Jason Lantz / Idaho Bureau of Land Management

Four days in January cost Southwest Idaho and Eastern Oregon more than $25 million in winter storm damage. The Idaho Statesman talked with a New Jersey-based company that analyzes insurance claims data, and reports the Jan. 6-9 storm meets the industry standard of a “catastrophic event.”

Verisk Analytics says the total pricetag for damaged homes, cars and businesses is unclear.

John Miller / AP Images

Idaho U.S. Attorney Wendy Olson will resign at the end of February, after serving the district of Idaho for the last six years. She was sworn in by former President Barack Obama.

According to Idaho Reports, Olson says she is anticipating changes under President Donald Trump and wants to choose when she would leave her post. U.S. attorneys serve at the discretion of the president.

Troy Maben / AP Images

The harsh winter across much of Idaho has caused problems for some big game. Wildlife officials have begun emergency feeding for vulnerable species.

The unusually cold and snowy winter in southern Idaho has forced some animals to lower elevations in search of food. Idaho Fish and Game officials say winter feeding is necessary to help some big game get through the tough season, especially mule deer. The practice also helps deter the wildlife from highways and private property.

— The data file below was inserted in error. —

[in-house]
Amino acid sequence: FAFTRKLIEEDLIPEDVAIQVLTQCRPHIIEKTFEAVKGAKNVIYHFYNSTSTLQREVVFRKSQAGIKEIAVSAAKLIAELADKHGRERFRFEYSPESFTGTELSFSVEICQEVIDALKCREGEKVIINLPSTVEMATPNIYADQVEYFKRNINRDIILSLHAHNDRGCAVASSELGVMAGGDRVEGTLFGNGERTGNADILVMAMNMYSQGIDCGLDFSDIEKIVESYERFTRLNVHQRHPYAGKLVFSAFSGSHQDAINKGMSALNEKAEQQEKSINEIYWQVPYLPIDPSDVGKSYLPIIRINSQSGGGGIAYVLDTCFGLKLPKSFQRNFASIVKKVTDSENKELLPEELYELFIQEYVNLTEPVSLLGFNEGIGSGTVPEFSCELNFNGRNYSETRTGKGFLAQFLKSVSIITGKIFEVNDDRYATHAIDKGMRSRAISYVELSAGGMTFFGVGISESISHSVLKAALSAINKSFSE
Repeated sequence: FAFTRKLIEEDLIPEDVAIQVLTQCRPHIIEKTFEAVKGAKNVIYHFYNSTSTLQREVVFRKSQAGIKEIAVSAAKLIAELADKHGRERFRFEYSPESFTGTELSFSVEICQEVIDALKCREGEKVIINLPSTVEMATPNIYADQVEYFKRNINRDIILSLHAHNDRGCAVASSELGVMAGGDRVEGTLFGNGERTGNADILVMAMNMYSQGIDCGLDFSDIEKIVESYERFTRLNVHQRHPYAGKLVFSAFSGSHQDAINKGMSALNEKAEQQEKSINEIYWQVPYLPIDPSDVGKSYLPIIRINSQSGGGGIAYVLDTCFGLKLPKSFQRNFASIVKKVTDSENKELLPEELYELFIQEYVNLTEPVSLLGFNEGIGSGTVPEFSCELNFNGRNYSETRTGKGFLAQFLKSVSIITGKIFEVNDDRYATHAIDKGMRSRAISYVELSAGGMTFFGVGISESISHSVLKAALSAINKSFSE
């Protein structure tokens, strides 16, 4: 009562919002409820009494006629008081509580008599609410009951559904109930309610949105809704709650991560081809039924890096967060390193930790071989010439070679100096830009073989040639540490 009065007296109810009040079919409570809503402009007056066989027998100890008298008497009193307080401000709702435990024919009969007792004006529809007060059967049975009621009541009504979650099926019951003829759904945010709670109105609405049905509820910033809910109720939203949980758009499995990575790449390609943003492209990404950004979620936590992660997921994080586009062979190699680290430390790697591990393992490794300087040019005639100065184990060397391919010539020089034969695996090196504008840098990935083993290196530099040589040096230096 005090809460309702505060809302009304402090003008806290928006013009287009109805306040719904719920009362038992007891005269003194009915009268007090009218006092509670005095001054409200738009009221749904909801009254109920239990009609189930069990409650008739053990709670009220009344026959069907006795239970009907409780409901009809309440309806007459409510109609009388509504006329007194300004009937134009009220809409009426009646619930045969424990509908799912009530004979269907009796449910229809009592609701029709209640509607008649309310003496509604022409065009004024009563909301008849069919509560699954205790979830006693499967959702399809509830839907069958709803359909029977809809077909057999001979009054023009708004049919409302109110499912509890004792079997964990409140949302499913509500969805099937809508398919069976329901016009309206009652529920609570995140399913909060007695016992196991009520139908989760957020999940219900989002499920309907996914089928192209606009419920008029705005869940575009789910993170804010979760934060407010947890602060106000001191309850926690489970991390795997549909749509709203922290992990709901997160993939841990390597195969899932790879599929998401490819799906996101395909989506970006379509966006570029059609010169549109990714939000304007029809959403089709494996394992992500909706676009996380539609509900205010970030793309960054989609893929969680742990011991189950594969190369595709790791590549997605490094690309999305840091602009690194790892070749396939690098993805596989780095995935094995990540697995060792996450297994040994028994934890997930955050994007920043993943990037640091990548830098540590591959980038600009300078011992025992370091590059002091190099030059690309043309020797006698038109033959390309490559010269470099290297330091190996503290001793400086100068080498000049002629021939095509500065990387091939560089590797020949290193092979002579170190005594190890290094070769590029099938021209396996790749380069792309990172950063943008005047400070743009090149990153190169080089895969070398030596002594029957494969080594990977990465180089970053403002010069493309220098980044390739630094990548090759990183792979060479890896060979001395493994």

Laura Gilmore / Flickr Creative Commons

Several Boise State students will compete in an international contest, with the chance to win $1 million. The student teams were chosen out of more than 50,000, and their projects seek to help refugees.

Otto Kitsinger / AP Images

Idaho House Speaker Scott Bedke removed Republican Rep. Heather Scott from her three legislative committee assignments last week, causing a stir in the statehouse. Bedke made the announcement after Scott commented to another female lawmaker that women only move up in the capitol by trading sexual favors.

J. Scott Applewhite / AP Images

President-elect Donald Trump’s pick to head the Interior Department was questioned by a senate committee Tuesday. Republican Rep. Ryan Zinke was pushed on several hot button land use issues -- issues he’s well acquainted with as a Montana congressman.

 

When it comes to questions about how he would manage the relationship between states and federal land managers, the greater sage grouse inevitably came up. The imperiled bird narrowly avoided landing on the Endangered Species List, but the debate over how to save the bird remains contentious.  

Kate Haake / AP Images

On Friday, Boise State University released a survey that examined the attitudes of Idahoans on key policy issues. The second-annual survey included views from 1,000 Idahoans.

 

Boise State political science professor Justin Vaughn directed the research team for the survey. Vaughn says they were careful to poll people from different parts of the state, evenly polling both cell and landline phone users.

Pages